Kuskokwim River Trip

This summer's canoe trip down the Kuskokwim from McGrath to Aniak was another successful adventure! For the first 150 miles we enjoyed the solitude- seeing only one other boat on the river. We expected very high water and warm weather, but we the river dropped each day and temperatures were down to the 38F at times. The winds were also cold and challenging on a few of our days. The ice had just gone out about 10 days before, so we saw lots of ice along the banks still, and mostly otter tracks in the newly formed mud and sand. We felt like some of the first beings to travel along the open river after the long winter. We also knew that we had taken the plunge into massive forces of sky, wind, water, and wildness much bigger than ourselves and our tiny canoes.


Bears, wolves and moose were also starting to frequent the mainland banks, but only a few of the islands. We saw many grizzlies and no black bears. All the tracks were grizzlies for the entire 300 miles and we saw a large male up close on our last morning, just five miles from Aniak! Swans, geese, ducks, and shorebirds were everywhere. We couldn't float without having them lead us away from their nests, and we couldn't camp anywhere without irritating them! Peregrine Falcons screamed from nearly every high bluff along the river. The current was mild even though the river is large, and twice we saw moose swim straight across the river in front of us (even a nearly newborn calf). We didn't take much time for fishing, but we did catch a few nice Grayling. All in all, it was a great chance to experience the variety of wildlife and to chase a few grizzlies.

Learning and Skills

We paddled nearly continuously because of breezes and slow currents (and sometimes just to keep warm!) and all six of us experienced good physical conditioning. Everyone learned very quickly how to read the rivers and improve their canoeing skills. The tributaries were high and swift, making travel upriver difficult, but we did manage to paddle up a little ways to explore some of them. Fresh, clear, drinking water was always easily available and even the main river was clear for the time of year. We boiled, treated, or "tested" the water from various sources to avoid Giardia. Small skills in handling the water can make a huge difference. Topographic map reading and recognizing the landmarks along the river allowed us to keep track of where we were, since we did have a two-week time constraint. We did get mixed up once, and paddled up a river that didn't exist; Juliana finally, conclusively won the bet about where we were later on that day when we were back on the main river. Fire making skills were critical for quick warm-ups along the way. Making and breaking camp took a long time at first, but by the end of the trip everyone had improved considerably. Again, small things really add up when dealing with changing weather, cold, or just being out where it is up to you to get real. You may want to see animals, stay warm, or go from here to there; you may even imagine or tell yourself in some way, but are you actually capable of doing it? Are you really warm? It all comes real one way or the other when the consequences are immediately clear and evident! It is difficult to lie to the wind or cheat the river. Sometimes one can't even afford to get frustrated or throw the blame. Less experienced students could rely on the others for a transition into handling more and more for themselves. Our Atheneum goals of self-reliance, respect for each other and the environment, readiness, and increased awareness were always in practice.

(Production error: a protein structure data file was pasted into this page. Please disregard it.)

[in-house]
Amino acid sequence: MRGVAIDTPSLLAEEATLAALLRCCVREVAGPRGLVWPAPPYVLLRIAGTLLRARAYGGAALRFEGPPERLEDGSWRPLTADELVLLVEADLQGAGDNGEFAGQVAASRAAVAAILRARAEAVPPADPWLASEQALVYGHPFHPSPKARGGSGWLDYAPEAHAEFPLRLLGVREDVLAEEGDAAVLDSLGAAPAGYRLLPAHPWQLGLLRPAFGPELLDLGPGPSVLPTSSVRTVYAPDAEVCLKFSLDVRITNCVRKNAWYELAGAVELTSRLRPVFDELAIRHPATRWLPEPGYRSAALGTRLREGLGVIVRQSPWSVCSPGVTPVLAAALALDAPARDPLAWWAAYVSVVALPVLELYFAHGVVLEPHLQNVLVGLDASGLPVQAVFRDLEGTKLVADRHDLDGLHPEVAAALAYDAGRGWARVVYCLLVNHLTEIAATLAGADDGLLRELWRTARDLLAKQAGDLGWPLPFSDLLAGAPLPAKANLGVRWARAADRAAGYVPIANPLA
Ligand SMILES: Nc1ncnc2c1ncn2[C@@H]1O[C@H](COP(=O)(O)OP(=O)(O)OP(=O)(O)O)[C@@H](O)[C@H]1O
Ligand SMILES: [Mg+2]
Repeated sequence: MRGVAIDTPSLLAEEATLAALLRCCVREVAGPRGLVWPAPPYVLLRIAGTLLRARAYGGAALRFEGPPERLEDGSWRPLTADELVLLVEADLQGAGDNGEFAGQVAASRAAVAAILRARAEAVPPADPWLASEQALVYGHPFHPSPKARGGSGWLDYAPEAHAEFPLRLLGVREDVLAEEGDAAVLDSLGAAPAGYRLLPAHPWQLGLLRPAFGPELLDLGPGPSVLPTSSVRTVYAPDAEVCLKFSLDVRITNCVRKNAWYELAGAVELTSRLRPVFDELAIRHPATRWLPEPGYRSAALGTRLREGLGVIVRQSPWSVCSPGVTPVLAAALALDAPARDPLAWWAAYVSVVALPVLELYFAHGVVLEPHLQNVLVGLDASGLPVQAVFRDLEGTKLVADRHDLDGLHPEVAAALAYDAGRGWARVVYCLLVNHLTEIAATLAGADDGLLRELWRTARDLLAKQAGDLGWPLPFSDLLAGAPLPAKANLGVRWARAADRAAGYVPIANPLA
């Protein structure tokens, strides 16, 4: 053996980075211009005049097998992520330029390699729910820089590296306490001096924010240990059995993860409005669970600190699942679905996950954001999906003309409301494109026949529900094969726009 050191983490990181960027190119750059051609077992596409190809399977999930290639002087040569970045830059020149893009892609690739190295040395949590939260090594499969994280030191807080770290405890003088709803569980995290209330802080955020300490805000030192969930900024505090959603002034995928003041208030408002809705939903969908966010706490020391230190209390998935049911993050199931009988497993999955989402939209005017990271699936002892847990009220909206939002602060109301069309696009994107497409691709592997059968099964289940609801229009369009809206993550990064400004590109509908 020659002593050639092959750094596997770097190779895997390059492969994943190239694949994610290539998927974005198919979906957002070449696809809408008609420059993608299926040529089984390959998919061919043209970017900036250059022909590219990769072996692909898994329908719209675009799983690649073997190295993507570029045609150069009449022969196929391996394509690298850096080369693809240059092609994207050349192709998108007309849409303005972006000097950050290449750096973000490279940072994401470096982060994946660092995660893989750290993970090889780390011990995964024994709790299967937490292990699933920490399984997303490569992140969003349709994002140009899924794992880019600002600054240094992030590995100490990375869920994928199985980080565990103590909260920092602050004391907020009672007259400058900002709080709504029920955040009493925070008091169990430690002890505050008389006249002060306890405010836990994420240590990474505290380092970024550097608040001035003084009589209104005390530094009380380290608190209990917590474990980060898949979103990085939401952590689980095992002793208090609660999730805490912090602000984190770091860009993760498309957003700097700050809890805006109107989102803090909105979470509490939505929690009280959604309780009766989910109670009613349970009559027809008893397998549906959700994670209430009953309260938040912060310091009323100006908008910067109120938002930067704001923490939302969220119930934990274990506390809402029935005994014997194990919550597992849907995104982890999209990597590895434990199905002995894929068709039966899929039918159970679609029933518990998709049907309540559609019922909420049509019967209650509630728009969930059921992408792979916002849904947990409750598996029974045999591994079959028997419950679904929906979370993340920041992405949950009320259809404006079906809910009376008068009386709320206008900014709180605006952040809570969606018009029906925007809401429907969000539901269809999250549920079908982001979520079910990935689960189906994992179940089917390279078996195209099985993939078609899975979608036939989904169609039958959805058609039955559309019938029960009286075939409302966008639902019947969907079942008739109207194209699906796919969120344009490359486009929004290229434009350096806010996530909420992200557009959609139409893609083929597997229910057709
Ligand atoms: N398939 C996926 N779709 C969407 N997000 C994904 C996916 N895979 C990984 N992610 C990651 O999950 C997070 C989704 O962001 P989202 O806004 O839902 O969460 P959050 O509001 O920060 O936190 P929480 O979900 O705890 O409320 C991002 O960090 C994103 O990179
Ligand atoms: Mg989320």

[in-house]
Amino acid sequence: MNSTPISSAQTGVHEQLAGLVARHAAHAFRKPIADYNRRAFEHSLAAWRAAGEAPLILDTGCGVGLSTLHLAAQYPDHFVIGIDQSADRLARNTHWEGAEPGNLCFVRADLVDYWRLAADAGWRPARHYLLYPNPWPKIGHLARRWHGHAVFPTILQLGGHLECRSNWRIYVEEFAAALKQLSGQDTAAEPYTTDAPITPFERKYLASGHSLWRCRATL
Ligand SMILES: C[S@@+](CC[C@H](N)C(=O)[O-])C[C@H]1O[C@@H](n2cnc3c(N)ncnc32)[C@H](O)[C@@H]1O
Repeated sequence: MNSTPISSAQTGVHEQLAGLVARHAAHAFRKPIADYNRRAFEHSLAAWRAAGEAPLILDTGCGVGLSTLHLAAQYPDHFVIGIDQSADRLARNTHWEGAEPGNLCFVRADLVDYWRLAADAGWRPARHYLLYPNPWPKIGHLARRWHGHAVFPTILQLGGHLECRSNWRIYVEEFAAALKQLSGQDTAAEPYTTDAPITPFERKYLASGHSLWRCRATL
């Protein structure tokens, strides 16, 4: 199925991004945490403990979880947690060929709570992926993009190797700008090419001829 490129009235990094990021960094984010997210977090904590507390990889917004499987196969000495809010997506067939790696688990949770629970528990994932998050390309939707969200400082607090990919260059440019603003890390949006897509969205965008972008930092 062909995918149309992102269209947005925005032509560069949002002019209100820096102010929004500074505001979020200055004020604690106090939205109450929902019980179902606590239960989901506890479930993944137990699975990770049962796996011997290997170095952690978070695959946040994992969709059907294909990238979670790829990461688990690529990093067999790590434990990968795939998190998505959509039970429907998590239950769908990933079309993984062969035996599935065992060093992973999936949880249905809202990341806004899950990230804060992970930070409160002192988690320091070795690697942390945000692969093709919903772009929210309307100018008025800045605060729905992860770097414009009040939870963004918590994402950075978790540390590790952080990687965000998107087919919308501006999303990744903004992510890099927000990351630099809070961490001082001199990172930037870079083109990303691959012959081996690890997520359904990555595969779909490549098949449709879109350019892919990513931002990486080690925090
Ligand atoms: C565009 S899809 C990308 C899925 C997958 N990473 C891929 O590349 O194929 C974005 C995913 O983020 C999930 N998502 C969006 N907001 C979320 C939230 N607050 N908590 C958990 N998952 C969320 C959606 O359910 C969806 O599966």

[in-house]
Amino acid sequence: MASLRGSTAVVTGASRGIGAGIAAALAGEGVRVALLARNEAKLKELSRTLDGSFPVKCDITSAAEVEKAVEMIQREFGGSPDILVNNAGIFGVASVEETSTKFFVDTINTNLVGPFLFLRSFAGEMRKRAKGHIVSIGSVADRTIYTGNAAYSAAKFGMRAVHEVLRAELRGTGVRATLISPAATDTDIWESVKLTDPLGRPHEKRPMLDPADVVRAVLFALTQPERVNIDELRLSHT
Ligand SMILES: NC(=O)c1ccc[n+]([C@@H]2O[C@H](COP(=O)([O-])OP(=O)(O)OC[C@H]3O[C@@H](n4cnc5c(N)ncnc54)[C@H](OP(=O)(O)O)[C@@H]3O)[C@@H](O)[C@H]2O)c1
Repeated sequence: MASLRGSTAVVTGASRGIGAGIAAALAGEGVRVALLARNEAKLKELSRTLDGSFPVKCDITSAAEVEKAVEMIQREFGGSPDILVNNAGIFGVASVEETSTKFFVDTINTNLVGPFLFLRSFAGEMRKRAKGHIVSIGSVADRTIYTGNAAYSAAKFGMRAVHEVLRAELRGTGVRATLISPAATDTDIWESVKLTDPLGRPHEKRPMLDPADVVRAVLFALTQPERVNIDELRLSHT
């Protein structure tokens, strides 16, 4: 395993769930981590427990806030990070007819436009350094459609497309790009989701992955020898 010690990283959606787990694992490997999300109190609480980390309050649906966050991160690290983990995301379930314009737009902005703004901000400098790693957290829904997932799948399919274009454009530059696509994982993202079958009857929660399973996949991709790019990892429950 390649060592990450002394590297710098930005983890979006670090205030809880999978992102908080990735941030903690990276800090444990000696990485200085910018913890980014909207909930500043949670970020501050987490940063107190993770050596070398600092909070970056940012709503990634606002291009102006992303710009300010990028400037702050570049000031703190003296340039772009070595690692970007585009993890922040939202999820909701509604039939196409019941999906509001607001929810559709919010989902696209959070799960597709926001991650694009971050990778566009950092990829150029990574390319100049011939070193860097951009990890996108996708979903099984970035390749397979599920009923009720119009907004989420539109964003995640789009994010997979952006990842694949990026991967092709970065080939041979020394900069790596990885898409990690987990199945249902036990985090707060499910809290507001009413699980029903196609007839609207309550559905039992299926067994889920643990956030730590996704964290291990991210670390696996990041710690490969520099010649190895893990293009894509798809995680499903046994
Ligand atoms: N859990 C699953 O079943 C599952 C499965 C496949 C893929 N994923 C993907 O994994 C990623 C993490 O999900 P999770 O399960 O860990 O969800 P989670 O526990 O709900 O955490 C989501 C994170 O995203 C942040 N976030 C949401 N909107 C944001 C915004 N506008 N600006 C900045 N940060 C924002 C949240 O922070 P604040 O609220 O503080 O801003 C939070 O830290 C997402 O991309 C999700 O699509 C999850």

We observed the developments happening on the lower 100 miles of the river and stopped in Sleetmute and then in Chuathbaluk to find a friend who lives there. People were very friendly and interested in what we were doing out in the canoes. Several folks had never thought of canoeing the river because the general transport is motorized boats. Canoes gave us the advantage of quietly and slowly moving through the country and thereby seeing more wildlife. Subsistence lifestyles were evident; the grocery store at Sleetmute supplies a large area and is little more than a 7-11 quick stop type store.

Back to "Civ"

We all felt the impact of being out in the wilderness for two weeks and it was strange and a bit sad to go back to civilization. We had all our gear shipped back from Aniak on Northern Air Cargo and flew out that afternoon, arriving in Anchorage in less than two hours. Vivid memories of grizzlies, big water, birds and wind still inspire us to plan our next trip.
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